Indigenous Google Doodle Goes Live, Divides Australia Day Opinion

26/01/2016 12:25 PM AEDT | Updated July 15, 2016 12:51
MARK LENNIHAN/AP
FILE - In this Oct. 2, 2006 file photo, a Google receptionist works at the front desk in the company's office in New York. Australia announced a police investigation Sunday, June 6, 2010 into whether Google illegally collected private information from wireless networks, becoming at least the second country to probe the Internet giant's "Street View" mapping service. The Australian criminal investigation comes as more regulators and consumers watchdogs around the world are complaining that Google doesn't take people's privacy seriously enough. Google maintains that its users' privacy is one of the company's highest priorities. (AP Photo/Mark Lennihan, File)

An artwork published by Google depicting the stolen generation has divided opinion, with a prominent indigenous activist labelling it "enormously disrespectful".

The doodle, titled "Stolen Dreamtime", was drawn by Canberra Year 10 student Ineka Voigt and purports to show an Aboriginal woman mourning her stolen children "and a life that never was".

The Google artwork was chosen from more than 26,000 entries as part of a competition between Australian school students.

Voigt is reportedly not Indigenous, but is said to have been inspired to create her work after being moved by what happened to the stolen generation.

The contest was judged by renowned Aboriginal artist Bronwyn Bancroft and ARTEXPRESS curator Leeanne Carr.

While the artwork has been met with some praise online, prominent Brisbane-based Indigenous activist Sam Watson called on the internet giant to remove it.

"If Google genuinely wanted to offer a statement in solidarity with our people and with our situation they should have approached Aboriginal interests and traditions and (then) commissioned a work of art," he told The Huffington Post Australia.

He took particular issue with what he said was the representation of a topless Indigenous woman with tribal markings painted on her body.

"The fact that we have an Aboriginal woman there with her breasts exposed is unacceptable, so they're using Aboriginal people as very plastic caricatures, showing enormous disrespect to our people and to our culture," he said.

Watson said the markings on the woman's body represented Aboriginal lore and Google needed permission from Indigenous groups before publishing it.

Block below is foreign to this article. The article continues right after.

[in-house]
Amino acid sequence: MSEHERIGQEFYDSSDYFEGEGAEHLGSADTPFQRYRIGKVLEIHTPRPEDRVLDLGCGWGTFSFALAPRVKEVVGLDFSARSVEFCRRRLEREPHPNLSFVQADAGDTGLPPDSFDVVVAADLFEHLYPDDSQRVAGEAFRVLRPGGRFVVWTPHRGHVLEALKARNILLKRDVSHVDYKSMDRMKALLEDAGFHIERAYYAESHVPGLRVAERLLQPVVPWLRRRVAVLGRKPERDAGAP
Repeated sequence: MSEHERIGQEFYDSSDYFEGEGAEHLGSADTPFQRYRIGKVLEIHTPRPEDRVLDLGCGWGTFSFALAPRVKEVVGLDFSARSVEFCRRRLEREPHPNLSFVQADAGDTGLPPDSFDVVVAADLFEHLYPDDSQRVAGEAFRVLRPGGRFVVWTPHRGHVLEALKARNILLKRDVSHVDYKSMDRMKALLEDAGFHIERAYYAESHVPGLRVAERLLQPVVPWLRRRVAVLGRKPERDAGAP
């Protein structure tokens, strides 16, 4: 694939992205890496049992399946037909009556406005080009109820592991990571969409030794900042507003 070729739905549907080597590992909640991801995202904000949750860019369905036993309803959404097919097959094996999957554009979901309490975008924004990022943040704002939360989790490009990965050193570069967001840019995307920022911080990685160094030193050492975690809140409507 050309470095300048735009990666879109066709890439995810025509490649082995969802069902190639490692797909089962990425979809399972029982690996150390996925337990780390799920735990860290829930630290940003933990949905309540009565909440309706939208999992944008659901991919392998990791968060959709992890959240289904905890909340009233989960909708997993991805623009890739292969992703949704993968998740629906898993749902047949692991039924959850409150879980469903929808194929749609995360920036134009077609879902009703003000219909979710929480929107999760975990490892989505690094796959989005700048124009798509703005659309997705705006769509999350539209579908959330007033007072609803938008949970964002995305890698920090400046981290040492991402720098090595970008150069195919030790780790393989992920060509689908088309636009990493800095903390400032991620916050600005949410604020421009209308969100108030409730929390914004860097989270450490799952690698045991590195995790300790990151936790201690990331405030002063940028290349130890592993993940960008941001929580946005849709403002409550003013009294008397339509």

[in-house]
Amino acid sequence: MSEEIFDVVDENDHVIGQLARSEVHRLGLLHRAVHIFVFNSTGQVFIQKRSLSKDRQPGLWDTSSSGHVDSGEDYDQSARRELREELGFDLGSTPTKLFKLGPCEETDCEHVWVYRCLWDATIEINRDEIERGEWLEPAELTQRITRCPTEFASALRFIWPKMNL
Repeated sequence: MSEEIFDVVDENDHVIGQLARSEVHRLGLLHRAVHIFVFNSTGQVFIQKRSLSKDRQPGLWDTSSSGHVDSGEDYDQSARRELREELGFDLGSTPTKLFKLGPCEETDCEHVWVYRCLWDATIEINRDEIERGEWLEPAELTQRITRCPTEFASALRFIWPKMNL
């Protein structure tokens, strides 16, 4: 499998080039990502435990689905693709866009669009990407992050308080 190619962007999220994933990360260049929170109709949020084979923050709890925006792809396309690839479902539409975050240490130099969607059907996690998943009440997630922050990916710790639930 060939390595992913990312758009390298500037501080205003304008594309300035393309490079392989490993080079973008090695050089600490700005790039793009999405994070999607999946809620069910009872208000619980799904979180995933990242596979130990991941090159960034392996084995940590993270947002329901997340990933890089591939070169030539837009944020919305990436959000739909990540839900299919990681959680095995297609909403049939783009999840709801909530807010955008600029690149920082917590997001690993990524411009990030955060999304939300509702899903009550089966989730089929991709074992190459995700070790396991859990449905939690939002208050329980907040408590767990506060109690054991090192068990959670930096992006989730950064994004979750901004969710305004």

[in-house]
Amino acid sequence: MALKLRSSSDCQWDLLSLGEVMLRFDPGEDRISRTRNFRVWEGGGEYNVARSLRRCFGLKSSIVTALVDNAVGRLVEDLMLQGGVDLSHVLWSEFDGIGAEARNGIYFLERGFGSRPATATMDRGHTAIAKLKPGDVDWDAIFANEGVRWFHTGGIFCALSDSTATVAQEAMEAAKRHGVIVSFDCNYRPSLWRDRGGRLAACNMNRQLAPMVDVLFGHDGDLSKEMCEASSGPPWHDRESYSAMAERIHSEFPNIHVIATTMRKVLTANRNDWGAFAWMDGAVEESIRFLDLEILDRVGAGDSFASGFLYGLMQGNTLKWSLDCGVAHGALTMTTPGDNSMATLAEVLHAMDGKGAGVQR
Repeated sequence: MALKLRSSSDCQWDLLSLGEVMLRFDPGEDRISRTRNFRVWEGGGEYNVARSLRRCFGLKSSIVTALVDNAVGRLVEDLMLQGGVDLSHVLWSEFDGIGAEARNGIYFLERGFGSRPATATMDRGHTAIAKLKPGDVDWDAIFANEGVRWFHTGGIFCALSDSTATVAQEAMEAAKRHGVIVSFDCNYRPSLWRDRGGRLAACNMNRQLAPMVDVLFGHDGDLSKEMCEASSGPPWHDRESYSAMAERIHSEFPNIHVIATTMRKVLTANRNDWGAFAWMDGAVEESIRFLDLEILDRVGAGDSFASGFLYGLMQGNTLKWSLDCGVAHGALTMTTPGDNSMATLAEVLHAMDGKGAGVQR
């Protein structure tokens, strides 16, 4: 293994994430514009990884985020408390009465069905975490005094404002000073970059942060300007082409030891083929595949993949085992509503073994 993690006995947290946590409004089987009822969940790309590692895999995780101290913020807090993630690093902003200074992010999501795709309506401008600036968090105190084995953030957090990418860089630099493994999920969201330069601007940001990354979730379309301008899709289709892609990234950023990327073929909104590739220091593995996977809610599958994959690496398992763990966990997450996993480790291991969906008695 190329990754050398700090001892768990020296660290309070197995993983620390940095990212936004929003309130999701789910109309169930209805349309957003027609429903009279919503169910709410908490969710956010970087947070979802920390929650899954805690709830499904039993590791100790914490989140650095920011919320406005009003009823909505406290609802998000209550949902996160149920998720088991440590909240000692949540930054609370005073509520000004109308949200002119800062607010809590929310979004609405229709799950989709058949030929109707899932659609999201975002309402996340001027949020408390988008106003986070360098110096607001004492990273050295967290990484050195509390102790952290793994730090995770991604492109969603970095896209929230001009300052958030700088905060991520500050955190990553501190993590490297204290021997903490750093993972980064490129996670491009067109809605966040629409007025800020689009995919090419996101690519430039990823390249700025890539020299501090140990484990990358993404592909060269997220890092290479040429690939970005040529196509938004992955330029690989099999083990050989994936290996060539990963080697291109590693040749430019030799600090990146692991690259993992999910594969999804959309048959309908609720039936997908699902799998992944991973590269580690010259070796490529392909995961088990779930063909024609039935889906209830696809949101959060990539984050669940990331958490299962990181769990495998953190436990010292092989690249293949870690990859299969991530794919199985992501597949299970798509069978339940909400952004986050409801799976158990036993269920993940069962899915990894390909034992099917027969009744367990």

"Google certainly needs to seek permission from those lore groups to be able to reproduce those designs for commercial purposes," said the activist, who's an outspoken critic of Australia Day.

Google has been sought for comment on Watson's criticism.

The Murri activist's critique of the artwork contrasted with many favourable opinions expressed on Twitter.

For many Aussies, the national day is a chance to celebrate with friends and family, but others refer to it as "Invasion day", referring to the arrival of the British and its impact on Australia's Indigenous people.

In Sydney, official celebrations are taking place on the harbour with a ferry race, regatta and Aborginal smoking ceremony while just a few suburbs away, in Redfern, an invasion day rally is taking place.

A similar protest is underway in Melbourne as well as in other capital cities.

Addressing media, Labor leader Bill Shorten said he understood why many Indigenous Australians did not celebrate on January 26.

"For them it was a day of dispossession," he said.

"Since then, we have seen a great unfairness meted out to indigenous Australians, to Aboriginal or Torres Strait Islanders.

"I could absolutely understand the frustration if I was an Aboriginal or a Torres Strait Islander when the gap is not being closed in so many different standards of living and basic rights which non-Aboriginal Australians take for granted."

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